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You can use callbacks to have the view interact with the controller without having any direct knowledge of the controller.

For instance, imagine you have a button that does something, you can have the view accept a function that it binds to the 'onClick' action of that button (or equivalent). The view then calls that function, but doesn't need to know anything beyond that. In a test example this could just be a mock, or you could bind it to a method of the controller in a real system.

I'm not sure how this is stuck together in the particular architecture you're referencing, what I've mentioned above is the standard way to do this in the Model-View-ViewModel architecture, and I imagine Bob Martin's approach does something similar.

0

The presenter knows nothing about the controller. Now let’s say the controller wants the end user to see and edit the first name (and the last name, and a dozen other things). So it tells the presenter: “Show ‘Joe’ as the first name”, “The first name is editable by the end user”, and “when the user edits the first name, call this method to report the name change”.

0

So, there are a couple of things to understand about this image - the primary purpose of this diagram is to depict how to organize dependencies between components that are in different layers. So, the central focus here is on the Interactor; the important bit is that, besides the Interactor, there are some ancillary types + data structures that form the input boundary (it's like the Interactor saying "this is how you request my services"1), and the output boundary (the Interactor saying "here's what to submit if you want me to call you"2).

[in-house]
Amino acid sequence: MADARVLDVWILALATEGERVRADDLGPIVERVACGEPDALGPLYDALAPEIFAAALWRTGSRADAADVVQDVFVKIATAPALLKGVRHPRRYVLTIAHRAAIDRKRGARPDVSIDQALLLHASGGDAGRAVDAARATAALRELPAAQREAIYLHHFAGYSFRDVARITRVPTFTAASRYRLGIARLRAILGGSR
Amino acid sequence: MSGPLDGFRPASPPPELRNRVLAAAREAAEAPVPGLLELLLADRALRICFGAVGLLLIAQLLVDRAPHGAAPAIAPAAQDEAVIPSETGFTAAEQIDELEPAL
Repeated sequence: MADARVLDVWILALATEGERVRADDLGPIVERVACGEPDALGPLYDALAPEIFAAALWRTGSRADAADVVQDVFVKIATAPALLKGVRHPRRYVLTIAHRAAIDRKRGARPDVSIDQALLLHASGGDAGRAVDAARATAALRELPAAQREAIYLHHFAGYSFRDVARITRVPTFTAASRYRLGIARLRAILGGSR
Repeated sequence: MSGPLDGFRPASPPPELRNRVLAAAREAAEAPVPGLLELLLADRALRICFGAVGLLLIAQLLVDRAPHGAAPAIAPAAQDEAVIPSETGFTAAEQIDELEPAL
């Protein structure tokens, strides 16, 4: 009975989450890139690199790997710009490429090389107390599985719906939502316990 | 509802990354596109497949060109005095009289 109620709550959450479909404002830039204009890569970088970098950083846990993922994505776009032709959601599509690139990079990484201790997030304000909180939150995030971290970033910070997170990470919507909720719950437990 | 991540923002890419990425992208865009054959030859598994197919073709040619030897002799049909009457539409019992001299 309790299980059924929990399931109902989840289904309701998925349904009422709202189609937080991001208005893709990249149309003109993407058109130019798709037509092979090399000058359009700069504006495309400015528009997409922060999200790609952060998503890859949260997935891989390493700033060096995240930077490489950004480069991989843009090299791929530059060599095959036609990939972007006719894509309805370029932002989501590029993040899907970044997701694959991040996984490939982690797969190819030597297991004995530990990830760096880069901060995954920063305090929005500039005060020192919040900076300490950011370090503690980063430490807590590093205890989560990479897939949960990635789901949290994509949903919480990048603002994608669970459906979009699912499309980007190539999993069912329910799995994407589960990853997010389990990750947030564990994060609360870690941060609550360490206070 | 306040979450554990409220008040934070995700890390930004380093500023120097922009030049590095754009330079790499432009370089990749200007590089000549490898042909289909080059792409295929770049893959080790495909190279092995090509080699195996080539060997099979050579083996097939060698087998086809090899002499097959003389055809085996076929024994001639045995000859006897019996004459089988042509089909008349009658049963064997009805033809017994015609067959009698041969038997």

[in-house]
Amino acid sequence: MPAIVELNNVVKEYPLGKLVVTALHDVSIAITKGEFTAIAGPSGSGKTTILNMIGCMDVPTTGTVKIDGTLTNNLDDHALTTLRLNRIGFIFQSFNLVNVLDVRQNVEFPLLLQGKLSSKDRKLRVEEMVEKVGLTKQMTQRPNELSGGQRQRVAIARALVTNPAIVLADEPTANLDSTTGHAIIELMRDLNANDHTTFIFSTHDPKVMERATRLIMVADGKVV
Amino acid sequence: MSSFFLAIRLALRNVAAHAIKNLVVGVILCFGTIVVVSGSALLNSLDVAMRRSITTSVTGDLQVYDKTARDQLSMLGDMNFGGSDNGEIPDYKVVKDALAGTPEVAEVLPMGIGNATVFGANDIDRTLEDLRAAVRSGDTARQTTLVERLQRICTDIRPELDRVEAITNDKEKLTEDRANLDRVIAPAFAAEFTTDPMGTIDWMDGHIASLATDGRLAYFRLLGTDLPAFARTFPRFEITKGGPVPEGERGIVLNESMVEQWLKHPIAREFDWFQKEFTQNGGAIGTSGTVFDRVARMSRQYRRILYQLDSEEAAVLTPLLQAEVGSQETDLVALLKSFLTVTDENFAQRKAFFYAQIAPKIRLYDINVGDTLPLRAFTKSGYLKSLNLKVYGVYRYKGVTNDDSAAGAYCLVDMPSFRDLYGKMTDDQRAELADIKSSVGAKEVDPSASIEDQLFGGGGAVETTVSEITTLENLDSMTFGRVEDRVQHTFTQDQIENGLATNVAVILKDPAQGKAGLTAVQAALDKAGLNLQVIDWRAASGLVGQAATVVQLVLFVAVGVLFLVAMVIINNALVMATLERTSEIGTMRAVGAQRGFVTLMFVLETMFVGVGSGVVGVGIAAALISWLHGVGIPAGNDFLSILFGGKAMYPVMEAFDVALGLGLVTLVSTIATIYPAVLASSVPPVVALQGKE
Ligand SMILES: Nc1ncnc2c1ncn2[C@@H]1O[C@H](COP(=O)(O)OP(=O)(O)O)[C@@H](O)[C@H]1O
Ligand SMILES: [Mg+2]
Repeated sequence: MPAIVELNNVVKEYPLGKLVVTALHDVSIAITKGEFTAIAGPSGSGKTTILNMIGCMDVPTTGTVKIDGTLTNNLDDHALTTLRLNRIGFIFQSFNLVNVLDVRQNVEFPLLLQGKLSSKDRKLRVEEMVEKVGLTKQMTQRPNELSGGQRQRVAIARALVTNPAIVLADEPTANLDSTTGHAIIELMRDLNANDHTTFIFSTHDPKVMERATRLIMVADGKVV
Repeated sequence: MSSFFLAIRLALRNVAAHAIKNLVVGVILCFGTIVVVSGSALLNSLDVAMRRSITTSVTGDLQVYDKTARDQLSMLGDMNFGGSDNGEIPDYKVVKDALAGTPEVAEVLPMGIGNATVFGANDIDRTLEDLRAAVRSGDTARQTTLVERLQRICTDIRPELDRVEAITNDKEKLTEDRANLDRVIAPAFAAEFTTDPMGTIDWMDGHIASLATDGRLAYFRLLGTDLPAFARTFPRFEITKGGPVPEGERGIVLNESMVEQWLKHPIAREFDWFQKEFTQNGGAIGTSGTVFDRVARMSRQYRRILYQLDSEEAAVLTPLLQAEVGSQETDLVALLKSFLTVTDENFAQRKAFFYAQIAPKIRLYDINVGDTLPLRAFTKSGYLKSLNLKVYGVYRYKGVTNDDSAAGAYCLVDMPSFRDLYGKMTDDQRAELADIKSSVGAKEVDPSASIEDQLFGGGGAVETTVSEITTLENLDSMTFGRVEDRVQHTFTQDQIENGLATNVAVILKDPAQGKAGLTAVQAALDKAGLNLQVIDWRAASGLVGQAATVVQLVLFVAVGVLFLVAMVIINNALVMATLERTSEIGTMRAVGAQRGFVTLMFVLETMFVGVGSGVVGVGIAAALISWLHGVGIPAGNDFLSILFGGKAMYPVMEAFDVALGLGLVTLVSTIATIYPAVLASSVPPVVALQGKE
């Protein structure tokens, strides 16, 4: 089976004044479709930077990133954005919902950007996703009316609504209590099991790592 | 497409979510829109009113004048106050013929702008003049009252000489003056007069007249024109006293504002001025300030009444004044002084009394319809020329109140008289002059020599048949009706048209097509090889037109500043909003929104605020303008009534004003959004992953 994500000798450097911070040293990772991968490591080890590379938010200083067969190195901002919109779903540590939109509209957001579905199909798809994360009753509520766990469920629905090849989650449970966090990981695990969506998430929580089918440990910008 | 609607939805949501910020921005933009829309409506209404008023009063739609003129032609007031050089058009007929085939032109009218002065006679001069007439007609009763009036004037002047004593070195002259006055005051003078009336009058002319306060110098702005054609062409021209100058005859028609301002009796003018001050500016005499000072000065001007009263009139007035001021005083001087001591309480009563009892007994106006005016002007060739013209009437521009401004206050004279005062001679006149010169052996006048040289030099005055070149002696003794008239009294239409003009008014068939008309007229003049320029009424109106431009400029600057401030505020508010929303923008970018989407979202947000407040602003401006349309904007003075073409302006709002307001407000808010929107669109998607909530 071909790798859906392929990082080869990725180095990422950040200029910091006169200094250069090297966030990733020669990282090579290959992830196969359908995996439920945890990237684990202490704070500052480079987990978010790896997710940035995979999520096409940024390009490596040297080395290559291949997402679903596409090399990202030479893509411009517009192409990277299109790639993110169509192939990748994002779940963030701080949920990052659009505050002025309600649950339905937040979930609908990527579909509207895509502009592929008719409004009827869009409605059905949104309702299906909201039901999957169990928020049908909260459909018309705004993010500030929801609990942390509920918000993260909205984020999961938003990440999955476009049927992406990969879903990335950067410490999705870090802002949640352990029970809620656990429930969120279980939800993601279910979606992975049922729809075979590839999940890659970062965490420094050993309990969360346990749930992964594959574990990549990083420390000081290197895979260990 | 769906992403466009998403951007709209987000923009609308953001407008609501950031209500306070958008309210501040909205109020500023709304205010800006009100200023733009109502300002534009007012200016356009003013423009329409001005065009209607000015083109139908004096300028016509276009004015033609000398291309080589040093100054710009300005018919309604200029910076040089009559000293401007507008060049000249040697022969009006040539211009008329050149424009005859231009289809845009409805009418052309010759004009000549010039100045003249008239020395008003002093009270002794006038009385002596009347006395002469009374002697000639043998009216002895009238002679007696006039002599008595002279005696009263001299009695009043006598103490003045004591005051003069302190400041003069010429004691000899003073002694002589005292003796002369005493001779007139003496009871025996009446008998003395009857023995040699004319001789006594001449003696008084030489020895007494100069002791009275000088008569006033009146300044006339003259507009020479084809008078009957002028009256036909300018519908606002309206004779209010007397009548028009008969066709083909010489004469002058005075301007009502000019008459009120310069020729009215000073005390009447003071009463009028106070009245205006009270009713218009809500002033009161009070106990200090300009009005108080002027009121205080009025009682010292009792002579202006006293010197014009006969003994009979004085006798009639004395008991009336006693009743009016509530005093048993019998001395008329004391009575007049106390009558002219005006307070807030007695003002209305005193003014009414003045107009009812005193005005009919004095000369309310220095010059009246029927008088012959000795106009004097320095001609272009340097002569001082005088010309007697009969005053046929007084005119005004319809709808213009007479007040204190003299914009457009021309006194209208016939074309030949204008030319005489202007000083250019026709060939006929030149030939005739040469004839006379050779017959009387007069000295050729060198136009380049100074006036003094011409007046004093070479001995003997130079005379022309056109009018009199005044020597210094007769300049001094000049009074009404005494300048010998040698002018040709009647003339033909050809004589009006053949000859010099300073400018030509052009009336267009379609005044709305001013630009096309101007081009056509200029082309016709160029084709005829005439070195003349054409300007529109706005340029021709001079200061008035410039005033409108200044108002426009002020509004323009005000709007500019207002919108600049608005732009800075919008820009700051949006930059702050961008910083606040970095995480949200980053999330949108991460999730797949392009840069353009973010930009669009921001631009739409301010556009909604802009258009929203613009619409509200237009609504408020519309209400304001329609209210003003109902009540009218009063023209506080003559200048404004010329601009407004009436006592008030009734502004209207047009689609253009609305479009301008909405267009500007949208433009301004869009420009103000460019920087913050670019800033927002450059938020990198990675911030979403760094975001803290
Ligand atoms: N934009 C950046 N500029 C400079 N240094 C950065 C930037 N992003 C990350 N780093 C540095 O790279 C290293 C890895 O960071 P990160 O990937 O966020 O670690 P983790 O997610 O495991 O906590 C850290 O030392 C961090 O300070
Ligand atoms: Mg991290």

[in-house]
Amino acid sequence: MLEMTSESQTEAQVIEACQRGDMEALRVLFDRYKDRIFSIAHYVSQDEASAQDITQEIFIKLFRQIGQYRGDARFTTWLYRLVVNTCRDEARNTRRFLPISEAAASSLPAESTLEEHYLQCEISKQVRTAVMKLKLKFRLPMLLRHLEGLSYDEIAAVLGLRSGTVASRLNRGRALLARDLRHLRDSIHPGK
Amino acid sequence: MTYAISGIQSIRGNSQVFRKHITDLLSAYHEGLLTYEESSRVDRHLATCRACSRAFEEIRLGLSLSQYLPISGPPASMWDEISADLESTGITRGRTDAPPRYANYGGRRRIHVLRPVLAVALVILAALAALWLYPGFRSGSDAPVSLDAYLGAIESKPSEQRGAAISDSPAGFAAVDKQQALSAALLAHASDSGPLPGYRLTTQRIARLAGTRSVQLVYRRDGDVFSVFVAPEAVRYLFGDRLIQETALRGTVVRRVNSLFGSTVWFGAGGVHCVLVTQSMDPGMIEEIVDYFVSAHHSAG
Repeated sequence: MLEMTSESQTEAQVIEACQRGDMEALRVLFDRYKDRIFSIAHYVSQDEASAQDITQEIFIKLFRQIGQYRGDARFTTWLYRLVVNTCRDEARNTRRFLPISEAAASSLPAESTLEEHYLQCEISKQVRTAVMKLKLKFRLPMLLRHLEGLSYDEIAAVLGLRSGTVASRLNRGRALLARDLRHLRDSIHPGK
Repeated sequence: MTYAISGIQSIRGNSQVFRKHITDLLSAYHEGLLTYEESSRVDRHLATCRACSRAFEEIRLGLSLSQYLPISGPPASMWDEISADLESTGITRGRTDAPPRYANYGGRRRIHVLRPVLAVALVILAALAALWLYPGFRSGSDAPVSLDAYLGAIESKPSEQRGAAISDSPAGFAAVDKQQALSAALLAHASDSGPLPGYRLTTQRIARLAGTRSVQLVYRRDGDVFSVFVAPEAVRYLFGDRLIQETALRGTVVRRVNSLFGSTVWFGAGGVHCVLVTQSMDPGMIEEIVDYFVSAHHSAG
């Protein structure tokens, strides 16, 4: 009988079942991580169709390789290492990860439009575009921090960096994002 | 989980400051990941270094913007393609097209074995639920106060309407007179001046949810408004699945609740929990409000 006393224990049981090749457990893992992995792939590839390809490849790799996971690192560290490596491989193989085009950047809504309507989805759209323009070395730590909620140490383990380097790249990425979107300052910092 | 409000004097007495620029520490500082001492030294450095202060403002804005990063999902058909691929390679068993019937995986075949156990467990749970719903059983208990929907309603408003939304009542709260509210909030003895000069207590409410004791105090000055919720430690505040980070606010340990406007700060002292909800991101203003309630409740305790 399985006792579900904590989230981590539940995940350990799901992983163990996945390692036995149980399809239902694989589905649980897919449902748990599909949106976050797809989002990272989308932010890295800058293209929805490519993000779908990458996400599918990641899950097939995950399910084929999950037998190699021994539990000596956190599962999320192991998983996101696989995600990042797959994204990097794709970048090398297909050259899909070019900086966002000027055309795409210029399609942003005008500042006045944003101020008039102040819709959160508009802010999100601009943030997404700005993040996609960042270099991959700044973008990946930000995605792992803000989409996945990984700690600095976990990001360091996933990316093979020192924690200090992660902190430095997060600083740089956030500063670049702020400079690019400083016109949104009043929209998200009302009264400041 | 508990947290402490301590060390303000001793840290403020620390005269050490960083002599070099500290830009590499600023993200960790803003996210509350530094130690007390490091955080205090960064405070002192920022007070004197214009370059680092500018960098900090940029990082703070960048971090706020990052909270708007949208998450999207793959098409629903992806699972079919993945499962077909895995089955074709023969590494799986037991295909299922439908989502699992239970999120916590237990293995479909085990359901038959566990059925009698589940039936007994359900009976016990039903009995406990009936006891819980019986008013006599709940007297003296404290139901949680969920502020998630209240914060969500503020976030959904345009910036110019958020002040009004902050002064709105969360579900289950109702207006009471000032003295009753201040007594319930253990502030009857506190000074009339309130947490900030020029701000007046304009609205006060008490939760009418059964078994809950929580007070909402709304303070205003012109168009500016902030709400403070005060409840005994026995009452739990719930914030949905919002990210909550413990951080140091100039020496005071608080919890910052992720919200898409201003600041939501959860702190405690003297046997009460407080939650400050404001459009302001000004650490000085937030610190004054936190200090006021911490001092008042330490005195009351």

1 That is, the Interactor provides an interface (a set of public methods and properties), including their parameter and return types, that external code can call. It's the public API of the Interactor.

2 What I mean by "submit" is: you give an output object to the Interactor at construction time (dependency injection). The Interactor accepts as a dependency anything that implements the output boundary. The Interactor has to define what its output boundary is going to look like, and then clients calling code conforms to that. E.g. it could be an interface (say IPresenter) where you'd inject a presenter into the interactor, or in simple cases, it could just be a signature for a callback method, where you'd inject a callback.
The code that constructs the Interactor will also pick the presenter/callback so that the Interactor can push data to it.


enter image description here

The fact that there's a Controller and a Presenter in this diagram is less important - these just represent some UI-related (or presentation side–related) pattern that makes use of the input boundary, and plugs into the Interactor via the output boundary. The way the boundary is crossed is the important bit. As for the exact presentation-side pattern, you could in principle have some other arrangement, this doesn't go against the ideas/principles of Clean Architecture.

"but how the controller is accessed in the case of the web?"

What Robert Martin is depicting here is some variant of the Model-View-Controller or Model-View-Presenter UI pattern, which is something you'll find in desktop applications, or JavaScript-based client-side framework such as Angular, or, arguably, React. As depicted, it doesn't necessarily map 1-to-1 to server-side web controllers, which handle requests from a remote client. But read on, you'll see that these differences don't really matter.

Another thing to understand, which I already hinted at, is that the boxes in the diagram represent somewhat abstractly the elements or components of the architecture - i.e., the roles these code artifacts play within the architecture. A box isn't necessarily an object/class: most boxes here can be implemented in different ways depending on the language you use, complexity of the project, or other factors like the frameworks you use, or personal preference. So, for example, the Presenter could be an object, but it could also just be a function (a callback, a lambda), or even an object composed of a couple of other objects (which you can think of as being a small encapsulated bundle of objects that work together).